Family enough, one of them showed me his flag of Cambodia, which comprised five stars, a map of Cambodia and a small Angkor temple in the middle, all on a light-blue base. The five stars, he assured me, represented the five superpowers who oversee Cambodia. That, he said, will ensure peace and prosperity for Cambodia. As I left his office he bade me goodbye in Thai! He was poised to abolish corruption. On my way out, his party's notice board displayed a picture of him with Imelda Marcos.

Judging by the notice board of another party, one could easily conclude that an American presidential election was going on. There was a photo of Richard Nixon standing between the president of the party and his wife. Plus many more photos of George Bush and Dan Quayle posing or shaking hands with. the president. Obviously, he lent a hand to the Republican cause in the recent U.S. election. In fact, it was for U.S. Rep. Dana Rohrabacher of California. That the Republicans lost the election did not deter him from the publicity. Average Cambodians do not necessarily know about this.

There is also another party, which has a banner saying |Communism is evil' in front of its headquarters, next to the New Market in the middle of Phnom Penh. When a journalist suggested to this party's leader that be must have been to other provinces to open offices, he was startled, denied any such action and insisted that he was not going to do any of that himself; the Americans promised to do it all for him.

An official of another party mistook an American woman I know for his financier. He insisted that she hand over the money that the CIA had promised him. I was surprised to find out that American church money had also found its way to a political party in Phnom Penh.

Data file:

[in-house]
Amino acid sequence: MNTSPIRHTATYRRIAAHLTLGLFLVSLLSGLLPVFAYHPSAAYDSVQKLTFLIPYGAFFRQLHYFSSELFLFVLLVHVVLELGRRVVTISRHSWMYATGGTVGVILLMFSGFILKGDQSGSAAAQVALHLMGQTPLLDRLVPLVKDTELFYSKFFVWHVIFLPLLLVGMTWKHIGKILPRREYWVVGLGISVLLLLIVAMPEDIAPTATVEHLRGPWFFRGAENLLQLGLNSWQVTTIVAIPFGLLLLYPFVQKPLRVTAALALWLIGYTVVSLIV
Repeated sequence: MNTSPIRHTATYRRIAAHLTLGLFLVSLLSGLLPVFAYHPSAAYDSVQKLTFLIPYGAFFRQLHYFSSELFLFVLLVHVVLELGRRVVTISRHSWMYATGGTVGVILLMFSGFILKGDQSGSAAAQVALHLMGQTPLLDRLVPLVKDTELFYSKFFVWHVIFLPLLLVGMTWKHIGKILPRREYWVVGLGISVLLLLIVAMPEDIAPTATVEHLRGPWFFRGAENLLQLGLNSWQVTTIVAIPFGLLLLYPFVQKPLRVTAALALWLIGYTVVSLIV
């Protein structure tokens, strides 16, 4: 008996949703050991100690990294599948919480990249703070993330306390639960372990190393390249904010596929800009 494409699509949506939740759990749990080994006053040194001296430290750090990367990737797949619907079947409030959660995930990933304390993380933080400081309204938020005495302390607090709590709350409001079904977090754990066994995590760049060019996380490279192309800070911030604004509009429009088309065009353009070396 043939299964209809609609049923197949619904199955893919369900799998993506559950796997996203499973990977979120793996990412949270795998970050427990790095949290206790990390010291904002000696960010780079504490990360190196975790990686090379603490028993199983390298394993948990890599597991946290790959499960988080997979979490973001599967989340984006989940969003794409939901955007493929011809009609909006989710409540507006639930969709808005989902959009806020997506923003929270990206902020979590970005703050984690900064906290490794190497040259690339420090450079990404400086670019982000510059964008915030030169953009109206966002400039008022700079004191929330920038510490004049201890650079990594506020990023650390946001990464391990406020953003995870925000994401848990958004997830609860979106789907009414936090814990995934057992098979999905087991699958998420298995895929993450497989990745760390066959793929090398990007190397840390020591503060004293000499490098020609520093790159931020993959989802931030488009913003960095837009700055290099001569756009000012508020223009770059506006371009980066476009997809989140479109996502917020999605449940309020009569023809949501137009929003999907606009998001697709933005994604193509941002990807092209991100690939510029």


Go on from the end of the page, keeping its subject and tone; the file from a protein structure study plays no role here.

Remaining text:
I asked each party leadership to name the party's three priorities in the event that they win office. National reconstruction was obviously their first priority and was invariably followed by national reconciliation, and this, of course, raised the question of the Khmer Rouge. How reconciliation will be attempted with the Khmer Rouge varies from party to party, ranging from "forgetting the past" to "forgiveness" to "nonviolence and peaceful negotiation" to "winning over the Khmer Rouge supporters through land reform, social justice or economic alleviation."

What struck me was their optimism in achieving this goal. Having watched the Khmer Rouge miss one U.N. deadline after another and refuse to comply with the U.N. peace plan, determined to win power by force, I feel sorry for the Cambodian people, as we know well that party leaders can leave Cambodia for the United States or France again, whenever the Khmer Rouge approach Phnom Penh. The Cambodian people who have nowhere to go, however, will be left to endure the Khmer Rouge.